Backpacking filters and “purifiers” fall into a few different categories, each with their own pros and cons and I have discovered that the passion for each type varies from hiker to hiker. I do have my favorite but I’m more willing to sacrifice weight and ease of use for quality of water. I’m a guy who normally only drinks reverse osmosis water. I don’t like tannins in my water and I like it to taste good, even if I believe it is safe to drink. It’s true, I hold onto a little of my water snobbery, even while deep in the wilderness. There are some people who are equally fanatical about weight and size. Many long distance hikers won’t carry a filter at all because of the weight. They instead will use chemical or in some cases portable UV systems. I did not review any of these treatment methods but if you’re interested, there is a ton of info on them with a quick Google search. It should be noted that backpackers and manufacturers view the word “purify” differently than many of us in the industry do. In the backpacking world, a system is generally considered a purifier if it treats viruses as well as bacteria and protozoa.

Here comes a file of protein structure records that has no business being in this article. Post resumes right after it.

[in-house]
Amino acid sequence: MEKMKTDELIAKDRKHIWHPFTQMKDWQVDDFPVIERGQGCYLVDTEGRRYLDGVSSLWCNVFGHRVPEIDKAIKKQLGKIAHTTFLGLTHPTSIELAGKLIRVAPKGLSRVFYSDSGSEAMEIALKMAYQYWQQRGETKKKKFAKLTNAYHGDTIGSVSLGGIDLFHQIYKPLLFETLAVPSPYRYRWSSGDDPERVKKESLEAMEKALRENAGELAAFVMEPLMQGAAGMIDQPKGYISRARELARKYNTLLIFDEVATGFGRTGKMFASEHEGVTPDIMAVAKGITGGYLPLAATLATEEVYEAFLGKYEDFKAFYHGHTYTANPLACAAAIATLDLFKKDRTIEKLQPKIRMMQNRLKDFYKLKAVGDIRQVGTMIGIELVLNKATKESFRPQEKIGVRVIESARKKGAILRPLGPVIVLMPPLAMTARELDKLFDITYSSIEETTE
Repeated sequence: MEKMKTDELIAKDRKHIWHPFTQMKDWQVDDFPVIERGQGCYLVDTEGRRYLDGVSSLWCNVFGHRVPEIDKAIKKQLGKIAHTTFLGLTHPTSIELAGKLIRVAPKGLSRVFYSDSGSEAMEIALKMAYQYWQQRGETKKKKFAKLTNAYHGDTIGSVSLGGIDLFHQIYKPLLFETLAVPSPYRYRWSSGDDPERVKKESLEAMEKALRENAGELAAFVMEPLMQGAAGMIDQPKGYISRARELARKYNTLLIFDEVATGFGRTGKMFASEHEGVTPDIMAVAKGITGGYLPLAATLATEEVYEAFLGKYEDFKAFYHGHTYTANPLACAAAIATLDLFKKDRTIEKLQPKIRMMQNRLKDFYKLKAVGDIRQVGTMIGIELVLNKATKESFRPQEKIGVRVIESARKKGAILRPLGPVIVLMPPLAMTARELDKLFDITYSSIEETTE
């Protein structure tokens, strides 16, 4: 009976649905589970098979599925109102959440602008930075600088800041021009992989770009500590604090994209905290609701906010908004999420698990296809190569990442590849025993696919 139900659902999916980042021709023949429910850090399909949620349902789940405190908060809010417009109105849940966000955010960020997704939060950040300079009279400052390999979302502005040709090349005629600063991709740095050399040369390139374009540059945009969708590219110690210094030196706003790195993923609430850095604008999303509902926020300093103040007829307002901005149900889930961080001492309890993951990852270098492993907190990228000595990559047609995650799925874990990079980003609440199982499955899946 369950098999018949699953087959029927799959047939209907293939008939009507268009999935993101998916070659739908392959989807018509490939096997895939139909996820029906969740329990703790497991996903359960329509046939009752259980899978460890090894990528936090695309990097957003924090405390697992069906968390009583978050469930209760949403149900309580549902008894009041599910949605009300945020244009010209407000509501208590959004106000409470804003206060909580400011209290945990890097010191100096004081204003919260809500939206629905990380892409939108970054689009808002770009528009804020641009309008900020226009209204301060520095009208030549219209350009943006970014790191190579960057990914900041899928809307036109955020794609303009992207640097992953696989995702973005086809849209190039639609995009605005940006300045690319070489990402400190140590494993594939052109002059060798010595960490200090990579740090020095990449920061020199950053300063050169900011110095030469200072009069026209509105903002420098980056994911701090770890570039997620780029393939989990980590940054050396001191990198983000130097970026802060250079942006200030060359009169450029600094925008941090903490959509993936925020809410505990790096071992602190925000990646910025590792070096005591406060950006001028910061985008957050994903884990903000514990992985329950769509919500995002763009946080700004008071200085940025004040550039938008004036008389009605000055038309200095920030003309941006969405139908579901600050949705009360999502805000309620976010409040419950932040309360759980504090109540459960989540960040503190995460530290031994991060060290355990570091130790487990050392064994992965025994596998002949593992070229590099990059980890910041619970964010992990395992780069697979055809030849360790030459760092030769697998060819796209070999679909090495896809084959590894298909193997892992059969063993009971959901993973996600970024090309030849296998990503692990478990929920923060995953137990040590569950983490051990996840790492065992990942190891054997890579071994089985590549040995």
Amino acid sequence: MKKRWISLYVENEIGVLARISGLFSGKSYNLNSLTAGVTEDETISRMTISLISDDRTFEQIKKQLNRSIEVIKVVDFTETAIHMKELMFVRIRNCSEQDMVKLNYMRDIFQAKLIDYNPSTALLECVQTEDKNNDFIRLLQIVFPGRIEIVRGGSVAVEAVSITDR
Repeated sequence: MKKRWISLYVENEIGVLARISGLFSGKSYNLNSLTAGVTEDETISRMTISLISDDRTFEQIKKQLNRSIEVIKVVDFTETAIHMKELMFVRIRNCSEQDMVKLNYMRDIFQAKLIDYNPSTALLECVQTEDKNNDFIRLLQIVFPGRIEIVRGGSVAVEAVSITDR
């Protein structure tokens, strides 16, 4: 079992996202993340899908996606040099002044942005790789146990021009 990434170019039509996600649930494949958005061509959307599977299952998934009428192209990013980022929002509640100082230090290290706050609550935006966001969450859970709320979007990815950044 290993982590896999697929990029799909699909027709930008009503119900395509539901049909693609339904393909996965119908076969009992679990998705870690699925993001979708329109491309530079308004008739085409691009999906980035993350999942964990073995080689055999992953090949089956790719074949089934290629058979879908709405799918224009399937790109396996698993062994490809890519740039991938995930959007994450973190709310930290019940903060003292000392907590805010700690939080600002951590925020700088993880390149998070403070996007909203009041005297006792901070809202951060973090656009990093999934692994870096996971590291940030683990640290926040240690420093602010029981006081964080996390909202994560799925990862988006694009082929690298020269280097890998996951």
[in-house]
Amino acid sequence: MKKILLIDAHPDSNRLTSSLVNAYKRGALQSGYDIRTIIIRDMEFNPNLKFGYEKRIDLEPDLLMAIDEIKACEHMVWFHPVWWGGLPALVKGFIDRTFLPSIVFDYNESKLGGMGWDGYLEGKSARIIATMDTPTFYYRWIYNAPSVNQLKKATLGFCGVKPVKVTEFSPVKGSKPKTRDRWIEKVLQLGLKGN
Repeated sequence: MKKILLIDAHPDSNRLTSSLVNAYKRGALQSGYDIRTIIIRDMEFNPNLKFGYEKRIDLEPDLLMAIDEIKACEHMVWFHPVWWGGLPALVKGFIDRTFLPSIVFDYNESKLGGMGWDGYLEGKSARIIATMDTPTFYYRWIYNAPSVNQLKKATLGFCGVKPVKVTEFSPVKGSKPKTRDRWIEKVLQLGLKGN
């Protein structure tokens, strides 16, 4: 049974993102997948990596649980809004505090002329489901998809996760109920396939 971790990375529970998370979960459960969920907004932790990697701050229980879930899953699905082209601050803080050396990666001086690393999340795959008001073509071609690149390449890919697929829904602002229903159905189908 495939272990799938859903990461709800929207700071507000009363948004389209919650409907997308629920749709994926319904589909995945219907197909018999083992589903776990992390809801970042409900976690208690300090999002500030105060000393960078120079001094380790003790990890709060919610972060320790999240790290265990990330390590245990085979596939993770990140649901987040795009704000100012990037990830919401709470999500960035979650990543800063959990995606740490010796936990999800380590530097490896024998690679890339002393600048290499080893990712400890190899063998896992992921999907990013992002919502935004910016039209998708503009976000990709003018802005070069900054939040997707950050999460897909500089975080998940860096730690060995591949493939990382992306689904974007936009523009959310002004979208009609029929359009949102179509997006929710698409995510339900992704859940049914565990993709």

Pump Filters — These are probably the most common, and they come in a variety of quality levels and size. Basically, these units clean water by pumping it through a filter of varying types of media, that has a pore size that is too small for bacteria and protozoa, or in some cases viruses, to move through. I tested several of these this year including the MSR Guardian Purifier, the MSR Hyperflo Microfilter, and my favorite, General Ecology’s First Need Purifier. Though it’s pricy, I really like the MSR Guardian purifier. It pumps water fast and packs up nicely. It is easy to field maintain also. But it does not remove tannins from the water like the First Need does at a 3rd of the price. The first need actually comes with a small thing of blue food coloring so you can test the filter.